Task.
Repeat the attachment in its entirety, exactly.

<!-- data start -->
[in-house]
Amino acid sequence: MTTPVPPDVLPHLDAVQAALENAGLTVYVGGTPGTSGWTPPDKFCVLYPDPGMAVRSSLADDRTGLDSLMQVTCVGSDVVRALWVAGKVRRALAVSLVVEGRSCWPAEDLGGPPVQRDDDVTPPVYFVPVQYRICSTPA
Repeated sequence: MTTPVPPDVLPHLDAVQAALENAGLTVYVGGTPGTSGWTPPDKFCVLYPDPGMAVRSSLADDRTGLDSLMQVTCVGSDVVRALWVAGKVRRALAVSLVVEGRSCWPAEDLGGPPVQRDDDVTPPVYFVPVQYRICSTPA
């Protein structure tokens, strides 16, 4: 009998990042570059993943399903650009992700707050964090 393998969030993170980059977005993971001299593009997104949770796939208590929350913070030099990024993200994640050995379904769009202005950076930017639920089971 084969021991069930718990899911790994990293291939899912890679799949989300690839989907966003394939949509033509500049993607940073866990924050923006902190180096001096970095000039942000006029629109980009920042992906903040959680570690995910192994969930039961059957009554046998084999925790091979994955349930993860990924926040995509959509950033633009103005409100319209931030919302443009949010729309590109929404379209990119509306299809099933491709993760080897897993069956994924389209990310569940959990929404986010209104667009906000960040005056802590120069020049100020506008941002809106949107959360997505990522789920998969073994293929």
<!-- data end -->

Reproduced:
[in-house]
Amino acid sequence: MTTPVPPDVLPHLDAVQAALENAGLTVYVGGTPGTSGWTPPDKFCVLYPDPGMAVRSSLADDRTGLDSLMQVTCVGSDVVRALWVAGKVRRALAVSLVVEGRSCWPAEDLGGPPVQRDDDVTPPVYFVPVQYRICSTPA
Repeated sequence: MTTPVPPDVLPHLDAVQAALENAGLTVYVGGTPGTSGWTPPDKFCVLYPDPGMAVRSSLADDRTGLDSLMQVTCVGSDVVRALWVAGKVRRALAVSLVVEGRSCWPAEDLGGPPVQRDDDVTPPVYFVPVQYRICSTPA
């Protein structure tokens, strides 16, 4: 009998990042570059993943399903650009992700707050964090 393998969030993170980059977005993971001299593009997104949770796939208590929350913070030099990024993200994640050995379904769009202005950076930017639920089971 084969021991069930718990899911790994990293291939899912890679799949989300690839989907966003394939949509033509500049993607940073866990924050923006902190180096001096970095000039942000006029629109980009920042992906903040959680570690995910192994969930039961059957009554046998084999925790091979994955349930993860990924926040995509959509950033633009103005409100319209931030919302443009949010729309590109929404379209990119509306299809099933491709993760080897897993069956994924389209990310569940959990929404986010209104667009906000960040005056802590120069020049100020506008941002809106949107959360997505990522789920998969073994293929």